“I come to the floor this morning sick to my stomach and profoundly disturbed by pictures that were shared with me … of yet another antisemitic act in New York,” Senate Majority Leader Chuck Schumer (D-NY) said Wednesday in a speech on the Senate floor. “Jewish Americans made to feel unsafe in their own home – just because they are Jewish. This is not even close to free speech. This is intimidation. It is scapegoating. It is dehumanization. Invasive attacks loaded with the threat of looming violence. It is vile. It is nasty. It is un-American.”

Locals said they were shocked by the vandalism and by the personal attack on a neighbor.

Cindi Leive, journalist, and founder of The Meteor (left) and Anne Pasternak, president of The Brooklyn Museum (right). Eagle photo by Beth Eisgrau-Heller

“It’s very scary. We’ve always felt safe in the neighborhood,” said Kathryn Falk, a long-time resident who lives in a building facing the back of the defaced residence. “My friend notified me about it at 6 a.m. She said they spray-painted the security cameras and painted the windows.” She added, “Anne’s a wonderful person.”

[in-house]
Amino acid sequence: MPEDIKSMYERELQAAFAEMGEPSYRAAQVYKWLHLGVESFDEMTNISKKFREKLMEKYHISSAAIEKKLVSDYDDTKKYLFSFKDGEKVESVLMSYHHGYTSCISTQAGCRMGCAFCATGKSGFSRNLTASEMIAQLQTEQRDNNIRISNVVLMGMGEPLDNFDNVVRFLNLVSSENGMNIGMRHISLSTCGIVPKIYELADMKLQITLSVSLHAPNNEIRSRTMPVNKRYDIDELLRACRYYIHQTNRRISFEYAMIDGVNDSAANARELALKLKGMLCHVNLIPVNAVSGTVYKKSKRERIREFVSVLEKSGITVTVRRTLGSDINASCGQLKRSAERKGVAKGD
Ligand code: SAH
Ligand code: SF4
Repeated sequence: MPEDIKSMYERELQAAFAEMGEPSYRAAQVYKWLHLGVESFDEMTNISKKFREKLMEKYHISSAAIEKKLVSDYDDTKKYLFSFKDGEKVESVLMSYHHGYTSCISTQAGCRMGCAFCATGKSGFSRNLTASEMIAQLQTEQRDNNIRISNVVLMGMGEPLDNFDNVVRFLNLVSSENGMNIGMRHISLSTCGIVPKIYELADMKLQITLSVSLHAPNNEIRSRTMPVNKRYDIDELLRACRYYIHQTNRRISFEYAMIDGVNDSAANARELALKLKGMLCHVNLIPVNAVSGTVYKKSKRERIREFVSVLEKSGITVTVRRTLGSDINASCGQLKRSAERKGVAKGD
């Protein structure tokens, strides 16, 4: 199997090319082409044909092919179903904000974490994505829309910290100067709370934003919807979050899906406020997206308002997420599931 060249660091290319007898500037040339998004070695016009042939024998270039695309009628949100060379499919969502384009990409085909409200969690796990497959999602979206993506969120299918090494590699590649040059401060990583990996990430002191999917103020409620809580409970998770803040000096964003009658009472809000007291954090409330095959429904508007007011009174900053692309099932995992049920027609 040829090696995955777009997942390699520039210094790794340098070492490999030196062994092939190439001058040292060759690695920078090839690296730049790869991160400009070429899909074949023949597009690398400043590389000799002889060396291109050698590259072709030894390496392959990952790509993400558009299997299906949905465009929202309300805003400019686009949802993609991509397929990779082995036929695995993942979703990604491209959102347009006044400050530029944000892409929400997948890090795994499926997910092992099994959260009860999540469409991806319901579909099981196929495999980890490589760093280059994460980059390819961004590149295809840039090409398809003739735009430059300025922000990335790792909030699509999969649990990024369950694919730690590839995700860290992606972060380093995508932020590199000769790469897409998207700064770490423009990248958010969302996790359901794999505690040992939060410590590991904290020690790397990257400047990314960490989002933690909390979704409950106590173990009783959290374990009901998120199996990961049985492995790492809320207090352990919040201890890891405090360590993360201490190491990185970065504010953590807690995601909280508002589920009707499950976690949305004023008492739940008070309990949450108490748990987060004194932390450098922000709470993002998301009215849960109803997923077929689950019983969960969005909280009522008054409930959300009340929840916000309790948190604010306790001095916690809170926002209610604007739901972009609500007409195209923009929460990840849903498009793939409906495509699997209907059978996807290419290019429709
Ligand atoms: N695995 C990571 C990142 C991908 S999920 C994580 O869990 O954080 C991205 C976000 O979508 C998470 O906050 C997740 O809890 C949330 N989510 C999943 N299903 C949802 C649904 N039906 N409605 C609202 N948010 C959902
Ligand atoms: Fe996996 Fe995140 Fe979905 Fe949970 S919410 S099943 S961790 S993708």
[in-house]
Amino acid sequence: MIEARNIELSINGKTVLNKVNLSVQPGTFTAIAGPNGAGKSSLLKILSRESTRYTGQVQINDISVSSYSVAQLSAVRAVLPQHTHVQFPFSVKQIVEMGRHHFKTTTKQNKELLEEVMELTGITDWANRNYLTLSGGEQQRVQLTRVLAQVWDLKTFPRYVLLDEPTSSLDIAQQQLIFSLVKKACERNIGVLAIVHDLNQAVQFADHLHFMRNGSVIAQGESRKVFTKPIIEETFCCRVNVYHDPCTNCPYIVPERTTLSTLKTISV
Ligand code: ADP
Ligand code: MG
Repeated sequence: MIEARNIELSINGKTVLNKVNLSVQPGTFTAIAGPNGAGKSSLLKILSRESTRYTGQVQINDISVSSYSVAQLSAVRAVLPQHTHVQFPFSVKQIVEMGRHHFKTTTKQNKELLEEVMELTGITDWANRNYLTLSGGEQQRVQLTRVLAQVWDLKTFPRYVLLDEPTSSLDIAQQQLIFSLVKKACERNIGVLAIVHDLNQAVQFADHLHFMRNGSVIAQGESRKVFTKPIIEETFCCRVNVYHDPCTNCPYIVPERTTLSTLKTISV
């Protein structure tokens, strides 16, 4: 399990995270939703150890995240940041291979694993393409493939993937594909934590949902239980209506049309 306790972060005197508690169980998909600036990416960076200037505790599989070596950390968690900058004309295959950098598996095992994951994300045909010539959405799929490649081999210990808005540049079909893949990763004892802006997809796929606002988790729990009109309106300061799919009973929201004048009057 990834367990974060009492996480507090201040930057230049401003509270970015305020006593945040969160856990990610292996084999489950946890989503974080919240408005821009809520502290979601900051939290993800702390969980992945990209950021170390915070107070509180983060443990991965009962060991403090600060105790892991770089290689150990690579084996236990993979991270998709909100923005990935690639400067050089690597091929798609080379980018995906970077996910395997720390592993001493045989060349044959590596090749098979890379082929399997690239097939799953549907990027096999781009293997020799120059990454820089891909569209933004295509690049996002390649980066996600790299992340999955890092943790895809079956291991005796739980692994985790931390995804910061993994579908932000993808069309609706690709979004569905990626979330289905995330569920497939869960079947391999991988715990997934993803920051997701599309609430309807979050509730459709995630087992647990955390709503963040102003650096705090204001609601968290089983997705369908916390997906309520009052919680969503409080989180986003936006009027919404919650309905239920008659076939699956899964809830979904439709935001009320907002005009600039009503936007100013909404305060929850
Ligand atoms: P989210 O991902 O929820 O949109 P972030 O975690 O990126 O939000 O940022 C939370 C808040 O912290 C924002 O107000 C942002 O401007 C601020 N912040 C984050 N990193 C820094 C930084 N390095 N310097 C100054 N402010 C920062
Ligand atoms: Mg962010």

“I heard they did this to a bunch of the staff of the Brooklyn Museum, but I didn’t realize it was literally on my street,” said another neighbor, who did not want her name used. She said she first heard of the vandalism on X (Twitter) in a tweet by Amy Spitalnick, CEO of the JCPA.

“Last night, the homes of the Brooklyn Museum director and multiple Jewish board members were vandalized. Make no mistake: this is vile antisemitism and it is making Jews — and everyone — unsafe,” Spitalnick had tweeted.

A man who lives on the next block told the Eagle, “It’s getting out of hand. I was just here yesterday visiting friends. I don’t think it’s right — it’s shocking.”

A Brooklyn Heights neighbor said of the Mansion House antisemitism, “It’s nasty, and it’s a crime! The issues here are complicated … but there are other ways to handle disagreements.” Photo: Mary Frost, Brooklyn Eagle

Not winning any converts to the cause

The group’s hate-filled graffiti did not win them any converts in the progressive neighborhood.